Essay about Problems of Civilization and Society

1341 Words 6 Pages
Throughout human history, man has always encountered problems and seeks to solve it in order to alleviate his own suffering. Pain is one of the pertinent reasoning behind almost all actions taken by humanity as a whole, not dependent on status, class, race, gender, etc. However, as humans, we are also constrained to the society in which we live. We behave the way we do, and react the way we do because society has structured us to do so in that particular manner. Civilization cannot exist without the existence of man, however, man never ceases to change the construct of his civilization. In his Civilization and Its Discontents Sigmund Freud explains the conflict in which humans experience self-entanglement, primarily due to the …show more content…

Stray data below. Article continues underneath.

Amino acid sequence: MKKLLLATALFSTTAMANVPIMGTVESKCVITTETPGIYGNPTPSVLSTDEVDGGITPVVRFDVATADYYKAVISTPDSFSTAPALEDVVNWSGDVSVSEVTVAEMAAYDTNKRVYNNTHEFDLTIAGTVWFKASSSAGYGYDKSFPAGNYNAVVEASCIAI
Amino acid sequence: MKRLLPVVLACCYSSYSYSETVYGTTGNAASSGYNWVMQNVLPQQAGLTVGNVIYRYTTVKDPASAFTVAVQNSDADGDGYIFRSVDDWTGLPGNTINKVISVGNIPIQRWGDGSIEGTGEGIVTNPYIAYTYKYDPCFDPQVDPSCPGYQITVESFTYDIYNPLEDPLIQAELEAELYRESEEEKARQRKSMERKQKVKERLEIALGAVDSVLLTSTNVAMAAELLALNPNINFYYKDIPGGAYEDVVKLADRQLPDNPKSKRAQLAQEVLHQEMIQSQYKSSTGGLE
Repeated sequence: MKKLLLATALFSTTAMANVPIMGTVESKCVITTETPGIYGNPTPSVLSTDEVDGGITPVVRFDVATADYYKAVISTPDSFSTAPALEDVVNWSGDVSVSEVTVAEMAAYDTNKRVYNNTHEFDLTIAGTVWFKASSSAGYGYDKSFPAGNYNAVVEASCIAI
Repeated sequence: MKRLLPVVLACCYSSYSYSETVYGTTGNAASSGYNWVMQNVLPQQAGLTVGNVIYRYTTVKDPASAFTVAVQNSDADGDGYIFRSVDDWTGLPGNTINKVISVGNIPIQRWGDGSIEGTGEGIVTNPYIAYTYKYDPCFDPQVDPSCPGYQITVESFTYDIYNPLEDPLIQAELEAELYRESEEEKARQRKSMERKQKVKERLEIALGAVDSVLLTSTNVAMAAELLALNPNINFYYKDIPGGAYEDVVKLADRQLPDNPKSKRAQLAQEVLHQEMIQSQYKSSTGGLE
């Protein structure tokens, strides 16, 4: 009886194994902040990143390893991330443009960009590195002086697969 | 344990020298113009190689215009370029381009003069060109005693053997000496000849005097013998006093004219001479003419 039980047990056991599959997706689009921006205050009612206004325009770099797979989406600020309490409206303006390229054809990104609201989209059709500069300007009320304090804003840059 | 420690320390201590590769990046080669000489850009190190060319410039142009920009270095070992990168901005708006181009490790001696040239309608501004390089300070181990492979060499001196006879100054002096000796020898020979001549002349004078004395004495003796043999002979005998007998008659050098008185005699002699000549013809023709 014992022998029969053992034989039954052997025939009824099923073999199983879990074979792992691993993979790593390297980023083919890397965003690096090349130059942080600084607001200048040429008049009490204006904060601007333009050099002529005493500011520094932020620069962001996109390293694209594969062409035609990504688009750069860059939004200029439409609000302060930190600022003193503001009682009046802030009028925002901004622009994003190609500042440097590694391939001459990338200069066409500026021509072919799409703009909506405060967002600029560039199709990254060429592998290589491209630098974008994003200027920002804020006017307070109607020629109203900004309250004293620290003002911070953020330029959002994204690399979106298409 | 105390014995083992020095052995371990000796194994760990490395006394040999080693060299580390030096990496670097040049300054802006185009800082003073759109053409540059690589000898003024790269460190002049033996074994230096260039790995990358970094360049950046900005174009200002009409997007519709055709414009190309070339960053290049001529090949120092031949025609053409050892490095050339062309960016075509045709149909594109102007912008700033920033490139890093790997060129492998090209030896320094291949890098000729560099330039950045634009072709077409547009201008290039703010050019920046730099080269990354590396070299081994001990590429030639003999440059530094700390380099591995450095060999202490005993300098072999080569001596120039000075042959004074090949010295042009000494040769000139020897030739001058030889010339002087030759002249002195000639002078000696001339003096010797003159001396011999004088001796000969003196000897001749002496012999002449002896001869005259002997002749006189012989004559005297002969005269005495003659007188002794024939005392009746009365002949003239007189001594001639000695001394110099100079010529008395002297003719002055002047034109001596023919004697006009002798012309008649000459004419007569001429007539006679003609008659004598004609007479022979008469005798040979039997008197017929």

There is no possibility at all of its being carried through; all the regulations of the universe run counter to it. (Freud 25)

In stating this, Freud says that although the purpose in our lives is to strive after happiness, this mental programming is strictly limited and, therefore, we must follow it according to the constructs from civilization. Similarly, the best way to attain happiness is by instinctual gratification, which is also restricted by civilization, since most of the energy that goes towards achieving this personal gratification is to satisfy civilization's requirements, and thereby delay sexual gratification, which is another way to attain happiness. Coming directly from nature, which man cannot change, sexual gratification gives happiness, but the suppression of these sexual desires is a discontent of civilization. The purpose of civilization is to divert the attention of the individual from seeking sexual gratification and put forth all energies, which would under normal circumstances be used for sexual gratification, to achieve two main purposes of civilization: one, to protect men against nature, and two, adjust their [man and nature] relationship. In order to avoid displeasure received from the suppression of sexual gratification, Freud suggests substitution gratification. He writes,

One gains the most if one can sufficiently heighten the yield of pleasure from the
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